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Tuesday, November 29, 2011

Monkey Business in Wufeng

Just over a month ago, I checked out some of the walking trails in the Wufeng Ch'ingt'ung Lin Hiking Trail (Wùfēng qīngtóng lín bùdào) 霧峰青桐林步道 area, located in Wufeng (Wùfēng) 霧峰, naturally. At that time the Terminator in me said that I would be back, and it was right, for this afternoon I paid a return visit to the area. This time I started out on a trail that looked easy at first, being a paved walkway that gently wound its way uphill. From time to time there were breaks in the tree cover that provided some views of the nearby mountains:

At one point, a spur trail broke off to right. I followed this up through the forest expecting to find a panoramic view from the top, but all that greeted me was a small stone marker engraved with the characters  三等三角點, denoting some kind of triangulation point, and a cluster of ribbons strung up by various hiking clubs:

It was after returning to the main trail that things became interesting. First, the path itself started narrowing while becoming progressively rougher, until I found myself following what seemed like a dry stream bed. There were plenty of ribbons along the way denoting the path to enlightenment, but it was obvious it had been a few days since the last hiker had come along, for I was constantly having to break up spider webs that had been strung across the trail. At one point I surprised a group of pheasants, which quickly run uphill to find safety, but the best animal encounter was soon to come: a troop of Formosan Macaques 台灣獼猴, which was busy foraging for food in the trees. The monkeys were wary, but made no attempt to run away. I spent a long time listening to them, for they were well-hidden in and among the branches, with only the occasional glimpse coming when they moved from one spot to another. Which makes for a pretty good excuse for my not getting any decent photos, and only these poor-quality videos:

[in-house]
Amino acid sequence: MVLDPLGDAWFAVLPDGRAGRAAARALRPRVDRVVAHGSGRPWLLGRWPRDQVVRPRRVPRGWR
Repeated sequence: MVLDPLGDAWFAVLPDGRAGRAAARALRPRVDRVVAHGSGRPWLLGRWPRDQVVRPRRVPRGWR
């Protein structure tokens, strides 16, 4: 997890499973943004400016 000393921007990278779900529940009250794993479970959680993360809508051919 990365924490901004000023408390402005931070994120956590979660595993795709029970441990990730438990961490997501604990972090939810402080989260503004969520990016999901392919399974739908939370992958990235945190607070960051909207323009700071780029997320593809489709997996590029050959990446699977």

After communing with the macaques, I continued along the trail, which reached a point that required the use of ropes to haul myself up:

At the top of this section, the trail joined up with the main route, which had I walked on my previous visit. However, off to my left I noticed the outlines of another path which was in somewhat rougher condition, and which seemed to run parallel to the regular trail. I opted for the "hidden" route, which turned out to be a section of trail that had been damaged by heavy rain in one section, which probably explained why when I reached the end and joined up with the main route, I had to cross over yellow crime-scene tape meant to keep hikers out! 

Covered in sweat and cobwebs, I returned to my parked scooter. Although I hadn't done much actual climbing on this day, I thoroughly enjoyed "roughing it" this afternoon, although I owe a number of spiders a lot of apologies for what I had done to their nests. The signboard by my scooter showed the routes I took this afternoon:

The red box indicating "You are here" (obvious even if you don't Chinese) was where I parked the bike. The red line is the route I started out on, with the short spur trail colored in yellow. The broken parts of the red line are where the route got rough (and where I saw the monkeys), while the first blue line (the one on the left) indicates the now-closed trail that I took to get back.

And, no, I didn't run into any giant rabbits while I was out there.


 

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